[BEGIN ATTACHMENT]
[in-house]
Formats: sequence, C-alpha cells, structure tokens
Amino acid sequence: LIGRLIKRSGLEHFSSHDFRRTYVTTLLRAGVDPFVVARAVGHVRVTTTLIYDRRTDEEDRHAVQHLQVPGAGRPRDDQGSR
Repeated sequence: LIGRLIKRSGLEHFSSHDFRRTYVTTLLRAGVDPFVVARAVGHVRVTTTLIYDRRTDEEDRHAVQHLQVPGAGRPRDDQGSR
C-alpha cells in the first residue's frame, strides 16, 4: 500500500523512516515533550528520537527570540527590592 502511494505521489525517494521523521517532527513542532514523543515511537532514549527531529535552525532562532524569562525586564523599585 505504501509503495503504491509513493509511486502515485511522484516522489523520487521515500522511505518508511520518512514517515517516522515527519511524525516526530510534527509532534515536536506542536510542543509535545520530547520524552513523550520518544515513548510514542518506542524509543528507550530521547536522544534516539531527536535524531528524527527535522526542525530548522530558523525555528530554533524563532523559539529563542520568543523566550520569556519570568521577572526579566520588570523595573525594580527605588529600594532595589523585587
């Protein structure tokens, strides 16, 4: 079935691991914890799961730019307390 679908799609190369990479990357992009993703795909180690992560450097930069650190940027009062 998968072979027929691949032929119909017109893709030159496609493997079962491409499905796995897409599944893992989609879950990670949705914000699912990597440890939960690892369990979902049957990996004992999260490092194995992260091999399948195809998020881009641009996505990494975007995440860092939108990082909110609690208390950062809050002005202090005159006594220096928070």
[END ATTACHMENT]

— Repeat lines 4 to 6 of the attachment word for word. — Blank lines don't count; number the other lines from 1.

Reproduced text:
Repeated sequence: LIGRLIKRSGLEHFSSHDFRRTYVTTLLRAGVDPFVVARAVGHVRVTTTLIYDRRTDEEDRHAVQHLQVPGAGRPRDDQGSR
C-alpha cells in the first residue's frame, strides 16, 4: 500500500523512516515533550528520537527570540527590592 502511494505521489525517494521523521517532527513542532514523543515511537532514549527531529535552525532562532524569562525586564523599585 505504501509503495503504491509513493509511486502515485511522484516522489523520487521515500522511505518508511520518512514517515517516522515527519511524525516526530510534527509532534515536536506542536510542543509535545520530547520524552513523550520518544515513548510514542518506542524509543528507550530521547536522544534516539531527536535524531528524527527535522526542525530548522530558523525555528530554533524563532523559539529563542520568543523566550520569556519570568521577572526579566520588570523595573525594580527605588529600594532595589523585587
């Protein structure tokens, strides 16, 4: 079935691991914890799961730019307390 679908799609190369990479990357992009993703795909180690992560450097930069650190940027009062 998968072979027929691949032929119909017109893709030159496609493997079962491409499905796995897409599944893992989609879950990670949705914000699912990597440890939960690892369990979902049957990996004992999260490092194995992260091999399948195809998020881009641009996505990494975007995440860092939108990082909110609690208390950062809050002005202090005159006594220096928070």